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Whether you've been in the music industry for years or you're an up-and-coming artist, comparatively few artists and managers know or understand what neighboring rights are, how to claim & collect them, and what they need to do to maximize these earnings. Music Biz member IAFAR, or the Independent Alliance for Artist Rights, is a new organization which was specifically formed to tackle issues across this income stream and our first port of call is to ensure that those who can earn neighboring rights money, understand how and when that is possible.
This webinar — presented by IAFAR Board members Naomi Asher (Sony/ATV), Stacey Haber (The Music Firm), Shari Hoffman (Transparence Entertainment Group) and Ann Tausis (Kobalt NR) — will dive head first into what neighboring rights (aka equitable remuneration) are, as well as dispelling myths and addressing income stream wide issues.
This week we’re considering communities both great and small; our reading list starts microscopic with Kate Brown's essay on the ecological relationships that facilitated the coronavirus pandemic, and expands to Jenna Wortham's search for a nicer and more collective internet.
We're also enjoying new fiction from Ben Lerner, appreciating more excellent reads from Seminary Co-op, and feeling inspired by many former presenters on the latest list of Powerful Women in Chicago:
Cameron Esposito’s memoir Save Yourself is a hilarious “queer-as-hell” story of how she came out and found stand up. Esposito has long garnered critical and fan support for centering her queer sexuality through stqn. Esposito will be joined by Kristen Kaza, co-founder of Slo 'Mo: Slow Jams for Queer Fam.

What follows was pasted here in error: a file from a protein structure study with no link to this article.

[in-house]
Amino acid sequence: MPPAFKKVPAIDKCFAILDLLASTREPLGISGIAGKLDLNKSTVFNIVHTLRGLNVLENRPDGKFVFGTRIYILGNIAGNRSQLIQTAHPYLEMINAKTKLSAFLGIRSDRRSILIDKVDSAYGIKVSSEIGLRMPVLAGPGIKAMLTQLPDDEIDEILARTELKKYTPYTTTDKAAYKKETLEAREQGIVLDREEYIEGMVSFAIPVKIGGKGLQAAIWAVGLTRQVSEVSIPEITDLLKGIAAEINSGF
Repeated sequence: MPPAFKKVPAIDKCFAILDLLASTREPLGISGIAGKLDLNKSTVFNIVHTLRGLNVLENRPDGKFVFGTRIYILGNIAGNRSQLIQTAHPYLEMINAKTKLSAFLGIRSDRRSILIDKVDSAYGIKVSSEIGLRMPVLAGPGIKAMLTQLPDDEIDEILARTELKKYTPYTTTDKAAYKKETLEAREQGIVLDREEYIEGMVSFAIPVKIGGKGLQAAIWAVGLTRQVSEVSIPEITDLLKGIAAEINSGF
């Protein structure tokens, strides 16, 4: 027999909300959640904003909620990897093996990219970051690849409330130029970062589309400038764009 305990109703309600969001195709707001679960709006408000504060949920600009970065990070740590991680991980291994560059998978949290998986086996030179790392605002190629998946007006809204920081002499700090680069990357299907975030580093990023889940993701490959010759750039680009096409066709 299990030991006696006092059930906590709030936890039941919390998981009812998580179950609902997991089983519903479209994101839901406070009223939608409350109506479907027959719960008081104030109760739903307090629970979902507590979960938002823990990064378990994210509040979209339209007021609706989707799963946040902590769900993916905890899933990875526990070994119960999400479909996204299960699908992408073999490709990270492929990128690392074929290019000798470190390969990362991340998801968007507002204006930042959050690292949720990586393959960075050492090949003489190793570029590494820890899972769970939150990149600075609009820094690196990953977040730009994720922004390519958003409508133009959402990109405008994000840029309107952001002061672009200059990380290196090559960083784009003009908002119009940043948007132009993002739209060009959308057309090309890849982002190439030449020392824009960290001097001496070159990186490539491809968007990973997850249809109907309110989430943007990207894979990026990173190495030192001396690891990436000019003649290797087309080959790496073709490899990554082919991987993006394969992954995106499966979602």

In fantasy novels, do teenage heroes get
their happily ever after, or is it impossible to move on from the trauma
of saving the world? Veronica Roth, best-selling author of the Divergent Series, explores this question in her newest book, Chosen Ones. Greta Johnsen, host of WBEZ’s Nerdette, will join Roth in conversation.
This program is generously underwritten by The Allstate Insurance Company.
FROM THE ARCHIVE
Learn about the art and science of design, and how thoughtful visualizations make information accessible and useful.
Manuel Lima believes
knowledge is not only less modular and centralized than we may perceive;
it’s also more beautiful. In his follow-up to the massively popular The Book of Trees (about branches of knowledge), Lima, a data visualization specialist and Google Design Lead, brings us The Book of Circles,
in which he explores spheres of knowledge, and curates a new taxonomy
for the incredible visual diversity and—to quote Lima himself—“immensely
gorgeous” representations of what we know.
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